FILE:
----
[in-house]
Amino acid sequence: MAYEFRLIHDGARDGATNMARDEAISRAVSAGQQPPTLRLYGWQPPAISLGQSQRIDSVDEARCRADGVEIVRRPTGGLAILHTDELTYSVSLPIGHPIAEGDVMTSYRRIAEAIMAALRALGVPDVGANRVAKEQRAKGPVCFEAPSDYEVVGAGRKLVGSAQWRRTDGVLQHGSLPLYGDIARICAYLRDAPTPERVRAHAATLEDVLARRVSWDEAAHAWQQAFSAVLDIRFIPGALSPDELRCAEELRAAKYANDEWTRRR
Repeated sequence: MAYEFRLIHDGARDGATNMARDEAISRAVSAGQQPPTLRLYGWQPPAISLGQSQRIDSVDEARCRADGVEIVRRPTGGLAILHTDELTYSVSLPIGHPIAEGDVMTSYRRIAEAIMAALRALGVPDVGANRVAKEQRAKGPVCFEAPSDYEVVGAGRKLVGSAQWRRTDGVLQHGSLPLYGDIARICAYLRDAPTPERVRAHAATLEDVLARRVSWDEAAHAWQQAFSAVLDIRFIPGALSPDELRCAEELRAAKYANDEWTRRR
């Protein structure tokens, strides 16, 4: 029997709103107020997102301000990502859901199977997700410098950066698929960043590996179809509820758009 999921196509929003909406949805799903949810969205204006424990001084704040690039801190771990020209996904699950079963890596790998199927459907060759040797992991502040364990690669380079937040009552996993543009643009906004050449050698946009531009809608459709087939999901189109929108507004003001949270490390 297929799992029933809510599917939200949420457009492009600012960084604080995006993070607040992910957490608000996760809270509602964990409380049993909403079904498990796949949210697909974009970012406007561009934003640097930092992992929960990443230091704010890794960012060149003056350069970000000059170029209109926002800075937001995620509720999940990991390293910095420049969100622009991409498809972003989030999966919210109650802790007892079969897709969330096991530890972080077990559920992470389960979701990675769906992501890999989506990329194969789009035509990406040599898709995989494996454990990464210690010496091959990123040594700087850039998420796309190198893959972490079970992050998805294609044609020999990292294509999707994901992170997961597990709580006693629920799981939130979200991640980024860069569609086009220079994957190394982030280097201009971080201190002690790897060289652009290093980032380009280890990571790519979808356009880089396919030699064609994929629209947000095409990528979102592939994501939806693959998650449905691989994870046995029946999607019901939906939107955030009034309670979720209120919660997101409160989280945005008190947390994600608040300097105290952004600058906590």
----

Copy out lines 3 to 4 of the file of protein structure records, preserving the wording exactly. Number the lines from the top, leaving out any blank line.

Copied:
Repeated sequence: MAYEFRLIHDGARDGATNMARDEAISRAVSAGQQPPTLRLYGWQPPAISLGQSQRIDSVDEARCRADGVEIVRRPTGGLAILHTDELTYSVSLPIGHPIAEGDVMTSYRRIAEAIMAALRALGVPDVGANRVAKEQRAKGPVCFEAPSDYEVVGAGRKLVGSAQWRRTDGVLQHGSLPLYGDIARICAYLRDAPTPERVRAHAATLEDVLARRVSWDEAAHAWQQAFSAVLDIRFIPGALSPDELRCAEELRAAKYANDEWTRRR
């Protein structure tokens, strides 16, 4: 029997709103107020997102301000990502859901199977997700410098950066698929960043590996179809509820758009 999921196509929003909406949805799903949810969205204006424990001084704040690039801190771990020209996904699950079963890596790998199927459907060759040797992991502040364990690669380079937040009552996993543009643009906004050449050698946009531009809608459709087939999901189109929108507004003001949270490390 297929799992029933809510599917939200949420457009492009600012960084604080995006993070607040992910957490608000996760809270509602964990409380049993909403079904498990796949949210697909974009970012406007561009934003640097930092992992929960990443230091704010890794960012060149003056350069970000000059170029209109926002800075937001995620509720999940990991390293910095420049969100622009991409498809972003989030999966919210109650802790007892079969897709969330096991530890972080077990559920992470389960979701990675769906992501890999989506990329194969789009035509990406040599898709995989494996454990990464210690010496091959990123040594700087850039998420796309190198893959972490079970992050998805294609044609020999990292294509999707994901992170997961597990709580006693629920799981939130979200991640980024860069569609086009220079994957190394982030280097201009971080201190002690790897060289652009290093980032380009280890990571790519979808356009880089396919030699064609994929629209947000095409990528979102592939994501939806693959998650449905691989994870046995029946999607019901939906939107955030009034309670979720209120919660997101409160989280945005008190947390994600608040300097105290952004600058906590």